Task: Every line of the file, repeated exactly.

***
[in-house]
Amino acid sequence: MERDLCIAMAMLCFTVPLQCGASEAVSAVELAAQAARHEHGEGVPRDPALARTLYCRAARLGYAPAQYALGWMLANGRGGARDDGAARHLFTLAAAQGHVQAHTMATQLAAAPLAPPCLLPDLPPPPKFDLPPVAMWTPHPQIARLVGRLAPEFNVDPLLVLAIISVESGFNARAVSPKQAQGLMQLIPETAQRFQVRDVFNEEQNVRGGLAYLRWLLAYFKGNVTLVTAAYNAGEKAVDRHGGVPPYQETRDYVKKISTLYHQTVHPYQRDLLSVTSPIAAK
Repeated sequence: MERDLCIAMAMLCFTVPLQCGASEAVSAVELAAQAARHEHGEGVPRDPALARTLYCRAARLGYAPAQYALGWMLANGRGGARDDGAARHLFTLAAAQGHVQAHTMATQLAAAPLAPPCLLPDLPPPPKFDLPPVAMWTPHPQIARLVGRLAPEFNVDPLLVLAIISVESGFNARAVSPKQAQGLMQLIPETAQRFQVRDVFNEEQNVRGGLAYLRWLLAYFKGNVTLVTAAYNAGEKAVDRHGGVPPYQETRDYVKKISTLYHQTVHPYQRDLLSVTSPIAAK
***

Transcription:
[in-house]
Amino acid sequence: MERDLCIAMAMLCFTVPLQCGASEAVSAVELAAQAARHEHGEGVPRDPALARTLYCRAARLGYAPAQYALGWMLANGRGGARDDGAARHLFTLAAAQGHVQAHTMATQLAAAPLAPPCLLPDLPPPPKFDLPPVAMWTPHPQIARLVGRLAPEFNVDPLLVLAIISVESGFNARAVSPKQAQGLMQLIPETAQRFQVRDVFNEEQNVRGGLAYLRWLLAYFKGNVTLVTAAYNAGEKAVDRHGGVPPYQETRDYVKKISTLYHQTVHPYQRDLLSVTSPIAAK
Repeated sequence: MERDLCIAMAMLCFTVPLQCGASEAVSAVELAAQAARHEHGEGVPRDPALARTLYCRAARLGYAPAQYALGWMLANGRGGARDDGAARHLFTLAAAQGHVQAHTMATQLAAAPLAPPCLLPDLPPPPKFDLPPVAMWTPHPQIARLVGRLAPEFNVDPLLVLAIISVESGFNARAVSPKQAQGLMQLIPETAQRFQVRDVFNEEQNVRGGLAYLRWLLAYFKGNVTLVTAAYNAGEKAVDRHGGVPPYQETRDYVKKISTLYHQTVHPYQRDLLSVTSPIAAK